He was also blessed with the right physical makeup to play characters who didn’t trust the rules.
He looked normal, the kind of guy you could bring home to meet your parents. It was only when he turned up the intensity in his eyes that you realized there was something scary there.
At the same time, for all the well-publicized drug problems that led him into an 18-year lost weekend, the off-screen Hopper did not end up wandering off into aimless indulgence.
When he wrote and produced “Easy Rider,” he saw something all the big boys in Hollywood could not. “Easy Rider” earned $40 million on a $380,000 budget, launched Jack Nicholson, spawned a boatload of cheap independent flicks and was one of the few mass entertainment productions of the late 1960s that seemed to understand the restlessness it was tapping into.
One of the things that made “Blue Velvet” such a disturbing and fascinating film was director David Lynch‘s use of Roy Orbison‘s great song, “In Dreams” – and the way Hopper’s character plays off it in disturbing and fascinating ways.
Orbison, a quiet, Christian man, was asked shortly before he died what he thought of the movie, particularly whether the Hopper character’s graphic language bothered him.
“I was a little shocked,” Orbison said. “But it was hard to take your eyes off that character.”
If only because, to the end, you were never sure what Dennis Hopper would do next.
Famous Men with Prostate Cancer
The list of men who have had prostate cancer is a long one. This list is not exhaustive, but we are adding to it all the time.
Marion Barry: He was successfully treated in 1995.
Harry Belafonte: He was diagnosed with early-stage prostate cancer in 1996 and successfully treated. He is now a prostate cancer advocate, raising awareness of the disease in men.
Bill Bixby: Diagnosed in 1991. He succumbed to the disease on November 21, 1993.
James Brown: The Godfather of Soul was diagnosed with prostate cancer in 2004 but survived. He died of heart failure in 2006.
Robert DeNiro: The Academy Award winner was diagnosed with early-stage cancer in 2003 at the age of 60. He has kept details of his treatment private. His father died of prostate cancer at the age of 71.
Sen. Bob Dole: Diagnosed in 1991 and successfully treated, he became an outspoken prostate cancer advocate. He became a spokesperson for Viagra because of the problems prostate cancer survivors often experience with erectile dysfunction.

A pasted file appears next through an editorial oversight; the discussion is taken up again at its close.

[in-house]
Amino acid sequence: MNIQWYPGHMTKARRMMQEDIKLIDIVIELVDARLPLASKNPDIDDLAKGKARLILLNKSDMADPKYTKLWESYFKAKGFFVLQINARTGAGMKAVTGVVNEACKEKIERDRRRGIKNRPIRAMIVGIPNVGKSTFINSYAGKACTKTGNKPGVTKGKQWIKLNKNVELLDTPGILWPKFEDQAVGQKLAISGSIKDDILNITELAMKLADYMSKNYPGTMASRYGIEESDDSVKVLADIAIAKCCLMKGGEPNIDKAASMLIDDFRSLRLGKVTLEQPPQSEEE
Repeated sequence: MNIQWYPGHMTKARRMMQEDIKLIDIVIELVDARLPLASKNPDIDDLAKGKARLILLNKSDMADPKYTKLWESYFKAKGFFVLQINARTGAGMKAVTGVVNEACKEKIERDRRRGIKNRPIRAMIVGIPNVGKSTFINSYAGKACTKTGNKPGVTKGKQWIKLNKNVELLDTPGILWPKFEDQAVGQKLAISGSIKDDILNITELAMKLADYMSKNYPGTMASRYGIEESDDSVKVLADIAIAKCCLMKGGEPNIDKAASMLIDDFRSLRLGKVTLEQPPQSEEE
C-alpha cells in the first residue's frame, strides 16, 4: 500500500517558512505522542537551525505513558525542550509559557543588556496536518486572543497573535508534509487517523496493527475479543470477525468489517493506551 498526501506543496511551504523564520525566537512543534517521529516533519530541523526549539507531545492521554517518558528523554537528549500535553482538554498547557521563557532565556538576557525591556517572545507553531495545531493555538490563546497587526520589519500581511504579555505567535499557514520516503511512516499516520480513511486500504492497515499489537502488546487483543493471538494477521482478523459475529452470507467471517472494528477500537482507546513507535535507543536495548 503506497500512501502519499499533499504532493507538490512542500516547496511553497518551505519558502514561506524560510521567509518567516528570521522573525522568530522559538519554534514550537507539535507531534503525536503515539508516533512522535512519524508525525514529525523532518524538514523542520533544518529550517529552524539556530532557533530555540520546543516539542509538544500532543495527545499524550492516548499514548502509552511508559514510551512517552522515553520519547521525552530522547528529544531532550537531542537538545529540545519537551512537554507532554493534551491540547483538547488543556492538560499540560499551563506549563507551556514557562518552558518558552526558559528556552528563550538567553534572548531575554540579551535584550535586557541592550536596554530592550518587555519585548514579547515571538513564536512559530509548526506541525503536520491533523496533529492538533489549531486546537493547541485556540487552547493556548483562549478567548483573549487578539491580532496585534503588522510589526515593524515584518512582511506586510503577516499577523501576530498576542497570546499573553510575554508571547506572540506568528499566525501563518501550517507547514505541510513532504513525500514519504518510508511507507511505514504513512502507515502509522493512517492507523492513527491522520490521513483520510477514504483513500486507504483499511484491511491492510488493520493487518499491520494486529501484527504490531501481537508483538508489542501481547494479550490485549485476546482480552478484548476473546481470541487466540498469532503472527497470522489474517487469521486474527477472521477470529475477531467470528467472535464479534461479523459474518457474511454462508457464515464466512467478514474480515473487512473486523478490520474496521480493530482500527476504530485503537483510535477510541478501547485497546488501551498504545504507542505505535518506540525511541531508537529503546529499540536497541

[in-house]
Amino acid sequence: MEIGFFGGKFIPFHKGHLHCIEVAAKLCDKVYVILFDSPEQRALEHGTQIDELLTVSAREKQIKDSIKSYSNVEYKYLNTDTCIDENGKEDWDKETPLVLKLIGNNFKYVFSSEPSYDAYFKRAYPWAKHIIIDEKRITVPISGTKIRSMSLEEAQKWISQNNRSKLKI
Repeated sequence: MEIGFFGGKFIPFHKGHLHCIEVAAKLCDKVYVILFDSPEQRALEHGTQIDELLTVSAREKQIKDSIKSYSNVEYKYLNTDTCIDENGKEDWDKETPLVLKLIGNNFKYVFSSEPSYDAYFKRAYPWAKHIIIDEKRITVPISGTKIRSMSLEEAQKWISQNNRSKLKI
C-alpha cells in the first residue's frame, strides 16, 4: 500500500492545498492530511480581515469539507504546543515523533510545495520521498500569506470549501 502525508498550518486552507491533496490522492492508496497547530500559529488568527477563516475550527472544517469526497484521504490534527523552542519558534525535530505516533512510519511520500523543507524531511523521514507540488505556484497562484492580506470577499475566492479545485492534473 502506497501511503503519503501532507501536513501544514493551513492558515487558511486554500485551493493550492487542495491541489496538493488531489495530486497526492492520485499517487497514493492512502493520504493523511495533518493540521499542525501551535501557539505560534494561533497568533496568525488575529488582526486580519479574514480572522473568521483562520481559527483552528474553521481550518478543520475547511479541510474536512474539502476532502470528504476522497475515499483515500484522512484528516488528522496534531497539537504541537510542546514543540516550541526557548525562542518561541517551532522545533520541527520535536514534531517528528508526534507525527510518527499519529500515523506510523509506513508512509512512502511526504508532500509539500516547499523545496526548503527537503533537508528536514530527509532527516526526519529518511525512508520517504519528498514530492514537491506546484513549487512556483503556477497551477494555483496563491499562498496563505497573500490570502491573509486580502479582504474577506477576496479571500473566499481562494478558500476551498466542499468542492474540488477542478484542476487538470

Louis Farrakhan: Diagnosed with prostate cancer in 1991. In 1994, he received brachytherapy seed implants. In 1999, he had a near-death experience caused by complications from radiation therapy. In 2003, he founded the Louis Farrakhan Prostate Cancer Foundation. In January 2007 he underwent 12-hour abdominal surgery to correct problems from the 1994 seed implant surgery.
Robert Frost: The poet was diagnosed in 1962, had a radical prostatectomy the same year, and died in 1963.
Rudy Giuliani: The former New York City mayor was diagnosed with prostate cancer in April 2000 and had surgery to implant radioactive seeds in September 2000. Giuliani’s father died from prostate cancer in 1981 at the age of 73.
Robert Goulet: Diagnosed in 1993 at the age of 60 after a routine blood test for insurance purposes, Goulet underwent a radical prostatectomy and is now free of prostate cancer. He has remained an outspoken prostate cancer advocate.
Merv Griffin: Diagnosed in 2000 at the age of 75 and underwent 7 weeks of radiation therapy.
Alec Guinness: While battling glaucoma, he was diagnosed with prostate cancer in January 2000. In July 2000, he was diagnosed with advanced liver cancer and died a month later on August 5, 2000.
Langston Hughes: Died on May 22, 1967 at the age of 65 after complications from abdominal surgery related to prostate cancer.
John Kerry: The former presidential candidate was diagnosed in late 2002 with early-stage prostate cancer and had successful nerve-sparing prostate cancer surgery in 2003. Kerry’s father died of prostate cancer in 2000 at the age of 85.
Timothy Leary: The 1960s counterculture icon died from the disease in 1996 at the age of 75.
Phil Lesh : The Grateful Dead bassist announced that he was diagnosed with early-stage prostate cancer in October 2006.